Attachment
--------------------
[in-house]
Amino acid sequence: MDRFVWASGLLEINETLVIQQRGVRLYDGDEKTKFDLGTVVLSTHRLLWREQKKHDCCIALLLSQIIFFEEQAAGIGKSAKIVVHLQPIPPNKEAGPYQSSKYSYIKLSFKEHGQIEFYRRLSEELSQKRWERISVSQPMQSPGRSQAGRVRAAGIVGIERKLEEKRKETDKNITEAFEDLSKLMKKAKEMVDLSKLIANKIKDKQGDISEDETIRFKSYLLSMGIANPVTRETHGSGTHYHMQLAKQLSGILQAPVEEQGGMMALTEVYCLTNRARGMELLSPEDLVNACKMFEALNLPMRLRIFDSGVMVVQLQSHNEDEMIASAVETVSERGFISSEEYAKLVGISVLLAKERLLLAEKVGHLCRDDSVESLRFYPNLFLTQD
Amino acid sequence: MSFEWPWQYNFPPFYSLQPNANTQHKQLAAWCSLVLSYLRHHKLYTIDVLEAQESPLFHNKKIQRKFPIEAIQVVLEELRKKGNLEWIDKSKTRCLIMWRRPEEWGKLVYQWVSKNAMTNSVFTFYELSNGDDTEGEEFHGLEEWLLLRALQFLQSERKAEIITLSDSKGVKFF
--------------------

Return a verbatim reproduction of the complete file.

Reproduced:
[in-house]
Amino acid sequence: MDRFVWASGLLEINETLVIQQRGVRLYDGDEKTKFDLGTVVLSTHRLLWREQKKHDCCIALLLSQIIFFEEQAAGIGKSAKIVVHLQPIPPNKEAGPYQSSKYSYIKLSFKEHGQIEFYRRLSEELSQKRWERISVSQPMQSPGRSQAGRVRAAGIVGIERKLEEKRKETDKNITEAFEDLSKLMKKAKEMVDLSKLIANKIKDKQGDISEDETIRFKSYLLSMGIANPVTRETHGSGTHYHMQLAKQLSGILQAPVEEQGGMMALTEVYCLTNRARGMELLSPEDLVNACKMFEALNLPMRLRIFDSGVMVVQLQSHNEDEMIASAVETVSERGFISSEEYAKLVGISVLLAKERLLLAEKVGHLCRDDSVESLRFYPNLFLTQD
Amino acid sequence: MSFEWPWQYNFPPFYSLQPNANTQHKQLAAWCSLVLSYLRHHKLYTIDVLEAQESPLFHNKKIQRKFPIEAIQVVLEELRKKGNLEWIDKSKTRCLIMWRRPEEWGKLVYQWVSKNAMTNSVFTFYELSNGDDTEGEEFHGLEEWLLLRALQFLQSERKAEIITLSDSKGVKFF